• Loading metrics

Human evolutionary loss of epithelial Neu5Gc expression and species-specific susceptibility to cholera

  • Frederico Alisson-Silva,

    Roles Conceptualization, Investigation, Methodology, Writing – original draft, Writing – review & editing

    Current address: Instituto de Biofisica Carlos Chagas Filho, Universidade Federal do Rio de Janeiro, Rio de Janeiro, Brazil.

    Affiliation Glycobiology Research and Training Center (GRTC), Center for Academic Research and Training in Anthropogeny (CARTA), Departments of Medicine and Cellular & Molecular Medicine, University of California San Diego, La Jolla, CA, United States of America

  • Janet Z. Liu,

    Roles Conceptualization, Investigation, Methodology

    Affiliation Department of Pediatrics, University of California San Diego, La Jolla, CA, United States of America

  • Sandra L. Diaz,

    Roles Conceptualization, Investigation, Methodology

    Affiliation Glycobiology Research and Training Center (GRTC), Center for Academic Research and Training in Anthropogeny (CARTA), Departments of Medicine and Cellular & Molecular Medicine, University of California San Diego, La Jolla, CA, United States of America

  • Lingquan Deng,

    Roles Conceptualization, Investigation, Methodology

    Affiliation Glycobiology Research and Training Center (GRTC), Center for Academic Research and Training in Anthropogeny (CARTA), Departments of Medicine and Cellular & Molecular Medicine, University of California San Diego, La Jolla, CA, United States of America

  • Mélanie G. Gareau,

    Roles Conceptualization, Methodology

    Current address: Department of Anatomy, Physiology and Cell Biology, School of Veterinary Medicine, University of California Davis, Davis, CA, United States of America.

    Affiliation Division of Gastroenterology, Department of Medicine, University of California San Diego, La Jolla, CA, United States of America

  • Ronald Marchelletta,

    Roles Methodology

    Current address: Janssen Research and Development, La Jolla, CA, United States of America.

    Affiliation Division of Gastroenterology, Department of Medicine, University of California San Diego, La Jolla, CA, United States of America

  • Xi Chen,

    Roles Resources

    Affiliation Department of Chemistry, University of California Davis, Davis CA, United States of America

  • Victor Nizet,

    Roles Conceptualization, Investigation

    Affiliations Department of Pediatrics, University of California San Diego, La Jolla, CA, United States of America, Skaggs School of Pharmacy and Pharmaceutical Sciences, University of California San Diego, La Jolla, CA, United States of America

  • Nissi Varki,

    Roles Investigation, Methodology

    Affiliation Glycobiology Research and Training Center (GRTC), Center for Academic Research and Training in Anthropogeny (CARTA), Departments of Medicine and Cellular & Molecular Medicine, University of California San Diego, La Jolla, CA, United States of America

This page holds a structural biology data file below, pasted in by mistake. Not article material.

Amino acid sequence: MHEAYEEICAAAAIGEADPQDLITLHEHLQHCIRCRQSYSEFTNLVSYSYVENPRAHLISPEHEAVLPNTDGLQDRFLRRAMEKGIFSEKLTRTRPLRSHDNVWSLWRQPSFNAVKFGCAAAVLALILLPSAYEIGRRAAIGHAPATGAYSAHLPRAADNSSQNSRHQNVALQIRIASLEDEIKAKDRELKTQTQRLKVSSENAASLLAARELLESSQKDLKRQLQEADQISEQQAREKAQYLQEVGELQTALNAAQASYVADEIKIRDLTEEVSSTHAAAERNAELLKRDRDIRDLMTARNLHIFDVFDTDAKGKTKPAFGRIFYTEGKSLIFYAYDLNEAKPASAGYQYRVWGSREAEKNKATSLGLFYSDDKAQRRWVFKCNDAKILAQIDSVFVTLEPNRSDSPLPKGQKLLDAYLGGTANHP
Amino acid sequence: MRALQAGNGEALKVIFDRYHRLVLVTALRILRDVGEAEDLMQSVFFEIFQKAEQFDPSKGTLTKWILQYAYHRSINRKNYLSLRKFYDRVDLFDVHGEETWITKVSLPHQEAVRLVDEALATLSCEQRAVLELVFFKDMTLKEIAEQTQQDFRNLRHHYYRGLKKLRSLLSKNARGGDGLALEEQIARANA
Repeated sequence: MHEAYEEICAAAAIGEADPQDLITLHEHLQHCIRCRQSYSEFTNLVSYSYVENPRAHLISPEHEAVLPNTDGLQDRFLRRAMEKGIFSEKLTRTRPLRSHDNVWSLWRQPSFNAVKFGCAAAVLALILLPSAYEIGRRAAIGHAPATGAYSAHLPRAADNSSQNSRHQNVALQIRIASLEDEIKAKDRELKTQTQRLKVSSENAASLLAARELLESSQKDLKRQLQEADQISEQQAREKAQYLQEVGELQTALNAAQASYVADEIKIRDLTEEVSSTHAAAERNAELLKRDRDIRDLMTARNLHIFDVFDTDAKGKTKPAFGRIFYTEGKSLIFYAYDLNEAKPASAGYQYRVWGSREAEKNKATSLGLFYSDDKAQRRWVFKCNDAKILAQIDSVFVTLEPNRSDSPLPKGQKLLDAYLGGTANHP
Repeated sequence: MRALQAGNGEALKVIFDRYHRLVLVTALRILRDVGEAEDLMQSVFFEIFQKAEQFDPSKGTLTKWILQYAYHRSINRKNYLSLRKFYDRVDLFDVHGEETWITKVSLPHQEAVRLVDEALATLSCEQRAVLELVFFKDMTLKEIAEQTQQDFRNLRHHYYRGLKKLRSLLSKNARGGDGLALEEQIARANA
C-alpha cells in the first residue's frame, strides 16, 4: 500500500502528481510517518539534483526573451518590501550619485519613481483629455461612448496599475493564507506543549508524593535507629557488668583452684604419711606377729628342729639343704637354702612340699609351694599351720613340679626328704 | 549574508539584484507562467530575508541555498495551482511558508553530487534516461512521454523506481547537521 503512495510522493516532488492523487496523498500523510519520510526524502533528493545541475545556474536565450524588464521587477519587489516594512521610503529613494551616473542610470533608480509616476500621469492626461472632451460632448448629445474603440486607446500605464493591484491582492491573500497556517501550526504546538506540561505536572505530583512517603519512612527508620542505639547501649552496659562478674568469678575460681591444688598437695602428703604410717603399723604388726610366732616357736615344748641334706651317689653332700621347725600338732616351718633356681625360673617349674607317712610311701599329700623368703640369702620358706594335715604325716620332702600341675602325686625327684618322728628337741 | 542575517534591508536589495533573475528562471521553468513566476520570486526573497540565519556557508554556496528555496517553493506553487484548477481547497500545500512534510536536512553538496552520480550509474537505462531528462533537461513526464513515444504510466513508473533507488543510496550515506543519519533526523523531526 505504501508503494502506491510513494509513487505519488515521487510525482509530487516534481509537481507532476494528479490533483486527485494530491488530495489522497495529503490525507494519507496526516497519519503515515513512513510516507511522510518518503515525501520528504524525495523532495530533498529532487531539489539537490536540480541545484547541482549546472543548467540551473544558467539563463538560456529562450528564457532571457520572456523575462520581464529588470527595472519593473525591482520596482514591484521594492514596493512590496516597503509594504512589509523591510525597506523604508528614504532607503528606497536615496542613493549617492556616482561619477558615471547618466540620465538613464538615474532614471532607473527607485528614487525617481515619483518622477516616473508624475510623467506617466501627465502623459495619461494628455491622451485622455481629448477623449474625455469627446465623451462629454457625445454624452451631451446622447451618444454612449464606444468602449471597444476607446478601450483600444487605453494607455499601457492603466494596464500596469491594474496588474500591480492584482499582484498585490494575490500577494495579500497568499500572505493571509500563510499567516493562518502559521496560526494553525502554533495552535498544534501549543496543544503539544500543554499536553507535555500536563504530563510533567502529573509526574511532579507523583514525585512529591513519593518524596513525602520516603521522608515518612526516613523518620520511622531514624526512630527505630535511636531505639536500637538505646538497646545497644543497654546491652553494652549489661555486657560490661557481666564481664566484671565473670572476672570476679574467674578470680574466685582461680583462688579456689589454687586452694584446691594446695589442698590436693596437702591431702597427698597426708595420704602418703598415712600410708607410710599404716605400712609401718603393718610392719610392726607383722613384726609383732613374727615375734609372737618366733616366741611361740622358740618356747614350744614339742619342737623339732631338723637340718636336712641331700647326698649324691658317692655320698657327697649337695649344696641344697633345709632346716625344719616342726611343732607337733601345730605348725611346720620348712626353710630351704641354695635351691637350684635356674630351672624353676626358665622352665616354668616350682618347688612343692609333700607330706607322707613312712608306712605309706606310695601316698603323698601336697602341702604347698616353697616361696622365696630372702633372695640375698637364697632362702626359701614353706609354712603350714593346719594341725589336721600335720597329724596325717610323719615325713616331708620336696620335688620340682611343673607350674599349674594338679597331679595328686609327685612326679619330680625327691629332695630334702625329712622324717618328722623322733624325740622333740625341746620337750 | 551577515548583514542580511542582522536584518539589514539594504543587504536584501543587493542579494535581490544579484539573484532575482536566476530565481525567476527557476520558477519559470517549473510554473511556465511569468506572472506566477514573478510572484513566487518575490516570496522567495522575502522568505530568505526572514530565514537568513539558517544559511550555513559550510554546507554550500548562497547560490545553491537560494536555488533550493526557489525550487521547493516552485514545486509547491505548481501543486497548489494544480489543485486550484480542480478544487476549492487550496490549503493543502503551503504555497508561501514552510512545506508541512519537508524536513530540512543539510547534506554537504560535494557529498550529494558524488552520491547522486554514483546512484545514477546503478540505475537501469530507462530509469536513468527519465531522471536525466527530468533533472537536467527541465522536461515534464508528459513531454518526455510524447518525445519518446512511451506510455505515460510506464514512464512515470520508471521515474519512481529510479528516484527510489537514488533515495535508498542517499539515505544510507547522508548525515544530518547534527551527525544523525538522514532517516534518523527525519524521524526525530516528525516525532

• Kim E. Barrett ,

    Roles Conceptualization, Investigation, Writing – review & editing (AV); (KEB)

    Affiliation Division of Gastroenterology, Department of Medicine, University of California San Diego, La Jolla, CA, United States of America

  • Ajit Varki

    Roles Conceptualization, Funding acquisition, Investigation, Project administration, Resources, Supervision, Writing – original draft, Writing – review & editing (AV); (KEB)

    Affiliation Glycobiology Research and Training Center (GRTC), Center for Academic Research and Training in Anthropogeny (CARTA), Departments of Medicine and Cellular & Molecular Medicine, University of California San Diego, La Jolla, CA, United States of America

Human evolutionary loss of epithelial Neu5Gc expression and species-specific susceptibility to cholera

  • Frederico Alisson-Silva, 
  • Janet Z. Liu, 
  • Sandra L. Diaz, 
  • Lingquan Deng, 
  • Mélanie G. Gareau, 
  • Ronald Marchelletta, 
  • Xi Chen, 
  • Victor Nizet, 
  • Nissi Varki, 
  • Kim E. Barrett


While infectious agents have typical host preferences, the noninvasive enteric bacterium Vibrio cholerae is remarkable for its ability to survive in many environments, yet cause diarrheal disease (cholera) only in humans. One key V. cholerae virulence factor is its neuraminidase (VcN), which releases host intestinal epithelial sialic acids as a nutrition source and simultaneously remodels intestinal polysialylated gangliosides into monosialoganglioside GM1. GM1 is the optimal binding target for the B subunit of a second virulence factor, the AB5 cholera toxin (Ctx). This coordinated process delivers the CtxA subunit into host epithelia, triggering fluid loss via cAMP-mediated activation of anion secretion and inhibition of electroneutral NaCl absorption. We hypothesized that human-specific and human-universal evolutionary loss of the sialic acid N-glycolylneuraminic acid (Neu5Gc) and the consequent excess of N-acetylneuraminic acid (Neu5Ac) contributes to specificity at one or more steps in pathogenesis. Indeed, VcN was less efficient in releasing Neu5Gc than Neu5Ac. We show enhanced binding of Ctx to sections of small intestine and isolated polysialogangliosides from human-like Neu5Gc-deficient Cmah-/- mice compared to wild-type, suggesting that Neu5Gc impeded generation of the GM1 target. Human epithelial cells artificially expressing Neu5Gc were also less susceptible to Ctx binding and CtxA intoxication following VcN treatment. Finally, we found increased fluid secretion into loops of Cmah-/- mouse small intestine injected with Ctx, indicating an additional direct effect on ion transport. Thus, V. cholerae evolved into a human-specific pathogen partly by adapting to the human evolutionary loss of Neu5Gc, optimizing multiple steps in cholera pathogenesis.